Many production houses rescheduled new productions or releases, waiting for better days to see investment flows, while others ventured to embrace streaming.
“Movie theaters are not the only exhibition venues, but the absence of competition made it seem as if they were the biggest gatekeeper for filmmakers. But the trend has been shifting in the past five years,” Salman Aristo, CEO of Jakarta-based content creator Wahana Kreator Nusantara, said during a discussion on Indonesian Films in the Digital Jungle held by the Jakarta Arts Council (DKJ) in October.
“The streaming platform is not as profitable as theaters, but it has its own business model. We just need to adjust our production budget.”
Local streamer Klik Film, now in its eighth year of operation, has seen growing demand for Indonesian films. It has around 450 local films, many of them classics, out of the 1,861 titles in its catalog.
“The number of viewers for Indonesian films, however, exceeded that of foreign films. Viewers chose films from the classic library over new releases, and it seems that each genre has its own loyal fans,” said Klik Film director Frederica, who was also a speaker at the discussion.
Beyond entertainment: Garin Nugroho's 'Kucumbu Tubuh Indahku' (Memories of My Body, 2018) and Ravi L. Bharwani's 2019 film '27 Steps of May' tackle gender and sexuality issues that are considered taboo in Indonesian society. Both films are available on Disney+ Hotstar Indonesia. (Courtesy of Fourcolours Films/-)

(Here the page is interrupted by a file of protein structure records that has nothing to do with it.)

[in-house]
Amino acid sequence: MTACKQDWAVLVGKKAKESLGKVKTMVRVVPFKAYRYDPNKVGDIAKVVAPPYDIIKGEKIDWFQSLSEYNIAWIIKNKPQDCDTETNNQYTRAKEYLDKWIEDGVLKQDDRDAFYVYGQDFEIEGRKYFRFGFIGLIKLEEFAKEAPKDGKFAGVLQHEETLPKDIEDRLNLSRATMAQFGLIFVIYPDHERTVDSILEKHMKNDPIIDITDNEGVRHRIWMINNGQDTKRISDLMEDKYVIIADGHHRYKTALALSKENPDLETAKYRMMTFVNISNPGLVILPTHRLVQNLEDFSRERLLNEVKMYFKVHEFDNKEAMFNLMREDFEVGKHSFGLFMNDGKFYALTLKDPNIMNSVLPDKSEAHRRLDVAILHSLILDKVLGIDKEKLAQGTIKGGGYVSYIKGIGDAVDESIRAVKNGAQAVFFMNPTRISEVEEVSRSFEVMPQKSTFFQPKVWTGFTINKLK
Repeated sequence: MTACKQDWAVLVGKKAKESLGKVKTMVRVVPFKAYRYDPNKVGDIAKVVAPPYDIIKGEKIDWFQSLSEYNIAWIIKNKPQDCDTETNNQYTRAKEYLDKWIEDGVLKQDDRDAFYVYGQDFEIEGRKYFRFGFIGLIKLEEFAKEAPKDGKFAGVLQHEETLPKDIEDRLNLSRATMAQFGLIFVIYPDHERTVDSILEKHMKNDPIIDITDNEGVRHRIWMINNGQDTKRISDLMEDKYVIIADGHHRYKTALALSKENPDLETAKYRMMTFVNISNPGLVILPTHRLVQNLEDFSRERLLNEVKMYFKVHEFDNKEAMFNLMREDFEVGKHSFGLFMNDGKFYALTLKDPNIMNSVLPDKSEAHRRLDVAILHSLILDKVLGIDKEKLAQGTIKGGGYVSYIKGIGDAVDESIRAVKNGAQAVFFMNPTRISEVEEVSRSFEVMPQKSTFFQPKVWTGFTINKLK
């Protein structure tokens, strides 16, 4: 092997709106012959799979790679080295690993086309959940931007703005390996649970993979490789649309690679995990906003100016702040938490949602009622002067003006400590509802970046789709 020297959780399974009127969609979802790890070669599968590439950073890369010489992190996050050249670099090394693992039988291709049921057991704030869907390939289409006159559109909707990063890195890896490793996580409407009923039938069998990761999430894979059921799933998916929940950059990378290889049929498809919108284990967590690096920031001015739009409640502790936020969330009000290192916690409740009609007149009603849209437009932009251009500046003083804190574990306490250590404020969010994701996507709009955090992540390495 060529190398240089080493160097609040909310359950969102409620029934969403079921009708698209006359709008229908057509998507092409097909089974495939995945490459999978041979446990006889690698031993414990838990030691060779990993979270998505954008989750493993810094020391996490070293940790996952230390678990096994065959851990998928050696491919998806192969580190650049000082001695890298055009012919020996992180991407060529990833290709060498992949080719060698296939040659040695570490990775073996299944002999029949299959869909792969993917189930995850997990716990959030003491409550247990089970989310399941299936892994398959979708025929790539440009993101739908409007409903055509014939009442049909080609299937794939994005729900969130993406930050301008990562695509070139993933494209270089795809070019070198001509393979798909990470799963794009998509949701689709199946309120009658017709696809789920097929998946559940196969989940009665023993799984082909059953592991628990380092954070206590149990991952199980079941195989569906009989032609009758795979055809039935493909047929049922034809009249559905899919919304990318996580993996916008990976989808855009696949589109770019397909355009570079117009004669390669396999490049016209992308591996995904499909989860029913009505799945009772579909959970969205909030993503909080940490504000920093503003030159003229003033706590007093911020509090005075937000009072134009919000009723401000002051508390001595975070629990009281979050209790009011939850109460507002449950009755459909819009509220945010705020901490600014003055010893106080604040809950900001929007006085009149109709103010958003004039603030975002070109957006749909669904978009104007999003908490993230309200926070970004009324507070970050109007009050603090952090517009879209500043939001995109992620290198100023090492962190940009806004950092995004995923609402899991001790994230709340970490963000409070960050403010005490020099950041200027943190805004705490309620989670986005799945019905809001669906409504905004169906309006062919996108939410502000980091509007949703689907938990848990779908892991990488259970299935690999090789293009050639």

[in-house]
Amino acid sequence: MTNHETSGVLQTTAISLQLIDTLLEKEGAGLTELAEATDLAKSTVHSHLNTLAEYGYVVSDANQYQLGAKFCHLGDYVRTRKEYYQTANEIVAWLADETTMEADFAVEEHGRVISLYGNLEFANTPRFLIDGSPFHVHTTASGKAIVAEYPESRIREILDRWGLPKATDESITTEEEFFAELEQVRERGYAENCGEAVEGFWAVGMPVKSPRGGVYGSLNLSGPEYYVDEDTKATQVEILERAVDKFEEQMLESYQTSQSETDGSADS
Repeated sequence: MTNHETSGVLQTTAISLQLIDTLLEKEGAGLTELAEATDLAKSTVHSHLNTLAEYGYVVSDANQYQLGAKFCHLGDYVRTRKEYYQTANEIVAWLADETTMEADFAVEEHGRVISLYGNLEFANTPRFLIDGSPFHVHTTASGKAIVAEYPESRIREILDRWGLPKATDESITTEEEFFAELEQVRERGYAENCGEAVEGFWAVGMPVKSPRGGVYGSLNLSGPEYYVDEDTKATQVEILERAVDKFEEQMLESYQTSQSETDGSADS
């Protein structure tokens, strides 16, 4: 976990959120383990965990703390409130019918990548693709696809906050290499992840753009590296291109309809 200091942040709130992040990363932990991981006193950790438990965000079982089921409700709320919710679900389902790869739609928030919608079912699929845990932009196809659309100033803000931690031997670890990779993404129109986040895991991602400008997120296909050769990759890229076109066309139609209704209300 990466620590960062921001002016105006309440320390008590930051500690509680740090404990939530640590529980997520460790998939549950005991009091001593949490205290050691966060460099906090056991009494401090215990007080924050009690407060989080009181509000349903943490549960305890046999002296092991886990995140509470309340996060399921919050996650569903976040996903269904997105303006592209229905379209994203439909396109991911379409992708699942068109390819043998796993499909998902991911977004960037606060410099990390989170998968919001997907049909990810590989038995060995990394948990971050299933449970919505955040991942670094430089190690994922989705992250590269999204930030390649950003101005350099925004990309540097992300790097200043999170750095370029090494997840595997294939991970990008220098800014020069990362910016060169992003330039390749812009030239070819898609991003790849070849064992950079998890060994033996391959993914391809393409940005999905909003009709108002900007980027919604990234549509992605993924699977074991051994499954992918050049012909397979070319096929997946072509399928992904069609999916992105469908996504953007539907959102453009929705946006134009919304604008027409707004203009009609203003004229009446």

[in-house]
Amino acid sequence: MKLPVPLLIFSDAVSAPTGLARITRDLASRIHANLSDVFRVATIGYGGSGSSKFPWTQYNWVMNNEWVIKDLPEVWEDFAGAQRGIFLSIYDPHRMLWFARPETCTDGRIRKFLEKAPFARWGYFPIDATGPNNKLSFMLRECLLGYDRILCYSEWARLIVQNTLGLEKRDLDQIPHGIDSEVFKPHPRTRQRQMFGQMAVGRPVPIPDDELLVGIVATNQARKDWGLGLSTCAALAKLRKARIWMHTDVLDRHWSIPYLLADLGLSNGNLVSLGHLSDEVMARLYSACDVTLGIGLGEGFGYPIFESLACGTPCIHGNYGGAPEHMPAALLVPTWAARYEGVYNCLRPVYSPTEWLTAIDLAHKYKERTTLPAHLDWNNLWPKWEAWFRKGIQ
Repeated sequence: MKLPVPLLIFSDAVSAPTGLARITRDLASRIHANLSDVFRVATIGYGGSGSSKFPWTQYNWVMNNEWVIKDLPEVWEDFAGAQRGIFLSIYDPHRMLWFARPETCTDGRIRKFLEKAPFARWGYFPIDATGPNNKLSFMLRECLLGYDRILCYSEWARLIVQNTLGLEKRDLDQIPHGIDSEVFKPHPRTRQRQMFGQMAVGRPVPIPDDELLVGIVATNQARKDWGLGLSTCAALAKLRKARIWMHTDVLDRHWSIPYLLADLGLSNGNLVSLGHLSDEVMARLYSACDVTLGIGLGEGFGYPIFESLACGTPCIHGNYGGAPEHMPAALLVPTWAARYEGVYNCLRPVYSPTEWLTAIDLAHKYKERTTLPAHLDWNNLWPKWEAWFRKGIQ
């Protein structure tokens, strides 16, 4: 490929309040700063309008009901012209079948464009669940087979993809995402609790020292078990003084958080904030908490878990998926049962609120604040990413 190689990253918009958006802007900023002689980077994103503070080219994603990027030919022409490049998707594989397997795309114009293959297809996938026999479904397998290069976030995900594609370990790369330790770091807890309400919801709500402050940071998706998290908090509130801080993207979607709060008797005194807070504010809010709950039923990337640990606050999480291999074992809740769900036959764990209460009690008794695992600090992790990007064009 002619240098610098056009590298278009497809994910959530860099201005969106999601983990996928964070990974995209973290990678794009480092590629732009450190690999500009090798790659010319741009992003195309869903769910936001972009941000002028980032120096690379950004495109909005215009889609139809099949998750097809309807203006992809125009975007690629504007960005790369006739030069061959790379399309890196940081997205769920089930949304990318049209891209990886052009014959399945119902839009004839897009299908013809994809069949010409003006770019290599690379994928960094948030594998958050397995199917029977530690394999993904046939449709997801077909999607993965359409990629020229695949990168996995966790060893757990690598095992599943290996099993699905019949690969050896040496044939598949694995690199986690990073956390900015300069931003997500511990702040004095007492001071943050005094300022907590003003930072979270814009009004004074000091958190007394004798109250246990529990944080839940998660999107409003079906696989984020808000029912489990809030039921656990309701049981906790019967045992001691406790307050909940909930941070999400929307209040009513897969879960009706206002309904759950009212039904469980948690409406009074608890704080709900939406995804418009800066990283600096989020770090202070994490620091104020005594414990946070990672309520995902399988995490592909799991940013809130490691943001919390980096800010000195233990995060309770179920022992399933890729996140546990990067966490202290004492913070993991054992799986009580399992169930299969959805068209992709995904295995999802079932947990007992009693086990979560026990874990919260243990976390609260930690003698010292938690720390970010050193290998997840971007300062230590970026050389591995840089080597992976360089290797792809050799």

Separately, Disney+ Hotstar Indonesia senior manager for content acquisition Alexander Siregar said Indonesian titles Memories of My Body and 27 Steps of May had beaten out Aladdin, Cinderella, Lion King and Marvel’s The Avengers: Infinity War on the platform’s top streaming list after starting its service in August.
“Indonesian films have more variety in them. They include some social issues; [they’re] not only entertainment. [So], more subscribers are attracted to Indonesian films,” he said in a Maximum Exposure discussion series in October.
Organized by film pitching forum Akatara, the Indonesian Film Producers’ Association (Aprofi), Motion Picture Association (MPA) Asia-Pacific and the Indonesian Film Board (BPI), the discussion also presented speakers from global streaming platforms Netflix and Disney.